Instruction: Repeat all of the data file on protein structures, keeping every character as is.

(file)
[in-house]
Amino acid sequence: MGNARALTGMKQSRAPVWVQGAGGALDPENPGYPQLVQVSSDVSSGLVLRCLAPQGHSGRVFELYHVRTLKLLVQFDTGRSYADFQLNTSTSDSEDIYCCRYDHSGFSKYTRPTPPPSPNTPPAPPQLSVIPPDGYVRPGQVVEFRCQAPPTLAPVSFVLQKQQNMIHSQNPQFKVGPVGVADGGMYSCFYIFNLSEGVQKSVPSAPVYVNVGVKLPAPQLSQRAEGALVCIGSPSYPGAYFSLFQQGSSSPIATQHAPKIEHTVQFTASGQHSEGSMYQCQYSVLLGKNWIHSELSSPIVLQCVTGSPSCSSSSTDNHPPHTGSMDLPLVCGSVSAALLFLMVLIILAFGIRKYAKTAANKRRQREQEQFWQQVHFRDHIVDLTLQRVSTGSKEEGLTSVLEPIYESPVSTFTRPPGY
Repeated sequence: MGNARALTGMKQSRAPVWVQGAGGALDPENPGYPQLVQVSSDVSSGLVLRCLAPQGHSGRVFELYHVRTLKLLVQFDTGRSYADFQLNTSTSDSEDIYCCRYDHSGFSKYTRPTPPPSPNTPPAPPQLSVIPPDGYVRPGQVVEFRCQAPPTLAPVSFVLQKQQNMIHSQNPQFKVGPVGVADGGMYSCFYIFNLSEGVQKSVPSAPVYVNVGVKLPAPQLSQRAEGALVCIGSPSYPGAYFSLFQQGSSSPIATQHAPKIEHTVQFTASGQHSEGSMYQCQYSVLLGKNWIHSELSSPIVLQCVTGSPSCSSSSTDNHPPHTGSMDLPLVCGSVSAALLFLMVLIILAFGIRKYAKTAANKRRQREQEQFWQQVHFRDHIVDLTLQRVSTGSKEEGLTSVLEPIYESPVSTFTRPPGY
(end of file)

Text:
[in-house]
Amino acid sequence: MGNARALTGMKQSRAPVWVQGAGGALDPENPGYPQLVQVSSDVSSGLVLRCLAPQGHSGRVFELYHVRTLKLLVQFDTGRSYADFQLNTSTSDSEDIYCCRYDHSGFSKYTRPTPPPSPNTPPAPPQLSVIPPDGYVRPGQVVEFRCQAPPTLAPVSFVLQKQQNMIHSQNPQFKVGPVGVADGGMYSCFYIFNLSEGVQKSVPSAPVYVNVGVKLPAPQLSQRAEGALVCIGSPSYPGAYFSLFQQGSSSPIATQHAPKIEHTVQFTASGQHSEGSMYQCQYSVLLGKNWIHSELSSPIVLQCVTGSPSCSSSSTDNHPPHTGSMDLPLVCGSVSAALLFLMVLIILAFGIRKYAKTAANKRRQREQEQFWQQVHFRDHIVDLTLQRVSTGSKEEGLTSVLEPIYESPVSTFTRPPGY
Repeated sequence: MGNARALTGMKQSRAPVWVQGAGGALDPENPGYPQLVQVSSDVSSGLVLRCLAPQGHSGRVFELYHVRTLKLLVQFDTGRSYADFQLNTSTSDSEDIYCCRYDHSGFSKYTRPTPPPSPNTPPAPPQLSVIPPDGYVRPGQVVEFRCQAPPTLAPVSFVLQKQQNMIHSQNPQFKVGPVGVADGGMYSCFYIFNLSEGVQKSVPSAPVYVNVGVKLPAPQLSQRAEGALVCIGSPSYPGAYFSLFQQGSSSPIATQHAPKIEHTVQFTASGQHSEGSMYQCQYSVLLGKNWIHSELSSPIVLQCVTGSPSCSSSSTDNHPPHTGSMDLPLVCGSVSAALLFLMVLIILAFGIRKYAKTAANKRRQREQEQFWQQVHFRDHIVDLTLQRVSTGSKEEGLTSVLEPIYESPVSTFTRPPGY